Because what was it that made the shepherd go after that one lamb? It wasn’t the one with the woolliest coat. It wasn’t the one with the sweet eyes or the one that nuzzled up affectionately. No, it was simply the one that was lost.

No qualification, no good sense, no obedience. That was the one that got the ride home on the shepherd’s shoulders. That was the one that made the angels sing for joy.

Repentant sinners who heard these stories could know they didn’t have to earn God’s love or Jesus’ respect. He loved coming looking for them, and celebrated finding them.

And Jesus was telling everyone, especially the ‘religious’ that this searching and finding was what God was doing. It was mirrored in what Jesus was doing by mixing and eating with ‘sinners’.

We know that we are meant to be imitator’s of Christ. What must we do to copy Him in this seeking the lost.

Does it make it look as if being in church is rather like just sitting around waiting for people to come and find us? How can we actively seek out the lost? Risking leaving those who are safe and venturing out in unknown places to look for them?

In a way that’s what Janette is doing – surely people who go on retreat are wanting to be found by God?

For the rest of us I suppose the short answer is to ‘get out more’! Get down the pub maybe? How else can we do the hard work of searching for them in dirty corners on a dusty floor. Messy Church? Bubbles? Time4T?

At the least we must think of how much of our time is spent with people not of this (or any) church?

If we stick to the comfort of being with churchy people doing churchy things and maybe even looking down our noses at those outside then we are no better than the Pharisees that Jesus was speaking against! That’s the message of this story. Uncomfortable for some I know.

Jesus says he did not come to call “the righteous” but sinners to repentance. The religious people don’t understand. All they see are people with a stained past and terrible reputation. In their hearts they didn’t think that God would ever accept these folks. They were wrong, they were the true sinners in this story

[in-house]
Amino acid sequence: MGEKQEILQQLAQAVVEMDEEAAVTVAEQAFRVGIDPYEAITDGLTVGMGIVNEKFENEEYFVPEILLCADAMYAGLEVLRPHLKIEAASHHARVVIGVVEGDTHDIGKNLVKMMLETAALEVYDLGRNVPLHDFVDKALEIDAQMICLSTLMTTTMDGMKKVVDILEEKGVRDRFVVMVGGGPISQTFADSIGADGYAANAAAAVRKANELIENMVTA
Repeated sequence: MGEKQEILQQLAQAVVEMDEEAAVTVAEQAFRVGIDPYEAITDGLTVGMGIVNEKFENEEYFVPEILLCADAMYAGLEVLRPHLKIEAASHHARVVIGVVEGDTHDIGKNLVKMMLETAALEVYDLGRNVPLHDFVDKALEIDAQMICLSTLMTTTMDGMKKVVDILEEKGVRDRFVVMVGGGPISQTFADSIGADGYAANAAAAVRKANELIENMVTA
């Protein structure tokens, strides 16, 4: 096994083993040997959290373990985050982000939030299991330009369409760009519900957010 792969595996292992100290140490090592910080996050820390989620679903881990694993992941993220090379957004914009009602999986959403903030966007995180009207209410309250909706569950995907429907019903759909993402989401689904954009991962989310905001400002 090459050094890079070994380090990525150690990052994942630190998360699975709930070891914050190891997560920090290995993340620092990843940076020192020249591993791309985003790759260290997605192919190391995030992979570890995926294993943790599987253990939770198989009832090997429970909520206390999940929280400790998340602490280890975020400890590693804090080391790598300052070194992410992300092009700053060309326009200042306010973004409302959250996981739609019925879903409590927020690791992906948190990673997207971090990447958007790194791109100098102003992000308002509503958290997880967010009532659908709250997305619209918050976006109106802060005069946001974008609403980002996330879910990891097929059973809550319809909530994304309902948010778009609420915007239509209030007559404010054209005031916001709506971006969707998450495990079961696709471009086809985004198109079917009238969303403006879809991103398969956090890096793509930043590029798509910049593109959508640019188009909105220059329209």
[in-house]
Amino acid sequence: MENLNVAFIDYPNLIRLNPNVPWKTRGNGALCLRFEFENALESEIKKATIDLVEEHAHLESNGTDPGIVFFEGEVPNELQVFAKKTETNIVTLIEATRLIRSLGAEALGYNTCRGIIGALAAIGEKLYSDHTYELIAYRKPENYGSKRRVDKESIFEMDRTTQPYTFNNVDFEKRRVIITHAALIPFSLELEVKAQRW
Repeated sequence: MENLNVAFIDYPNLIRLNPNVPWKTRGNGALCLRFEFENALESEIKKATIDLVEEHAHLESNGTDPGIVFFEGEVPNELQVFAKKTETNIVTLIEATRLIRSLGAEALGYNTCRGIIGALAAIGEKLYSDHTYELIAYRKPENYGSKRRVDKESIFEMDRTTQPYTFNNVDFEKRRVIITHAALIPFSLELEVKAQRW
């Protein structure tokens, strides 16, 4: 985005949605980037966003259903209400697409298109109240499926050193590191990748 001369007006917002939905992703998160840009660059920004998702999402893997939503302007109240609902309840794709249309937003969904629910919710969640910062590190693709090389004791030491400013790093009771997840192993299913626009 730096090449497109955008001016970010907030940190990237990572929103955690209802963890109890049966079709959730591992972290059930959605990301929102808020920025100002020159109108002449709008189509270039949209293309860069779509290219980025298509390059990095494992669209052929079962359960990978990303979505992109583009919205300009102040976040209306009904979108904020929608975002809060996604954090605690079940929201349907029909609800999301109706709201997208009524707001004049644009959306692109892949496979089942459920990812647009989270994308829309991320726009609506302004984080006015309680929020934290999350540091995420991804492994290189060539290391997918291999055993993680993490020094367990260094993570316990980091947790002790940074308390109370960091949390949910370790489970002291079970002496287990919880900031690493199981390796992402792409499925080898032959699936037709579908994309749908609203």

Whenever a judgmental attitude fills our mind one of two things is inevitably true. It’s either because we believe we earn Heaven by our goodness or because we have forgotten who we were when Christ found us.

The prerequisite to salvation is an awareness of our sin and our need for a Saviour. If we don’t see ourselves as a sinner then we certainly don’t have a need of a Saviour. In fact we may well think quite the reverse, that the Saviour has need of us!

At the beginning I said that to understand these parables you need to know how valuable you are to God. Do you?

Are you sitting here wondering if God could love you? Perhaps you bitterly regret or are ashamed of things you’ve done in the past (we all should!) Perhaps you’ve ridiculed God in the past. Maybe you think that God doesn’t like you. You may feel like you have been looking for God but He’s been hiding. He’s not hiding, He’s looking for You. Calling your name, inviting you to be a part of His family. Others may have dismissed you but He hasn’t. Others may think you have nothing to offer . . . He sees You as a diamond in the rough. NEVER be afraid He will reject You . . . He’s been looking to bring you home since the first moment of your life.

If you feel like this then let me encourage you to stop listening to the crowd and hear the invitation of the Creator? Stop running from God and run to Him instead.

For those of us who have been found let us never forget where we were when Christ found us. If we’ve forgotten that at one time we were that lost, despised and rejected person we might begin to see others as a “lost cause.” It’s amazing how easily we forget our past but tenaciously remember the past of others? In our lost-ness we may have wandered into different areas and had different experiences. But, to a person, everyone of us was lost until we met Jesus.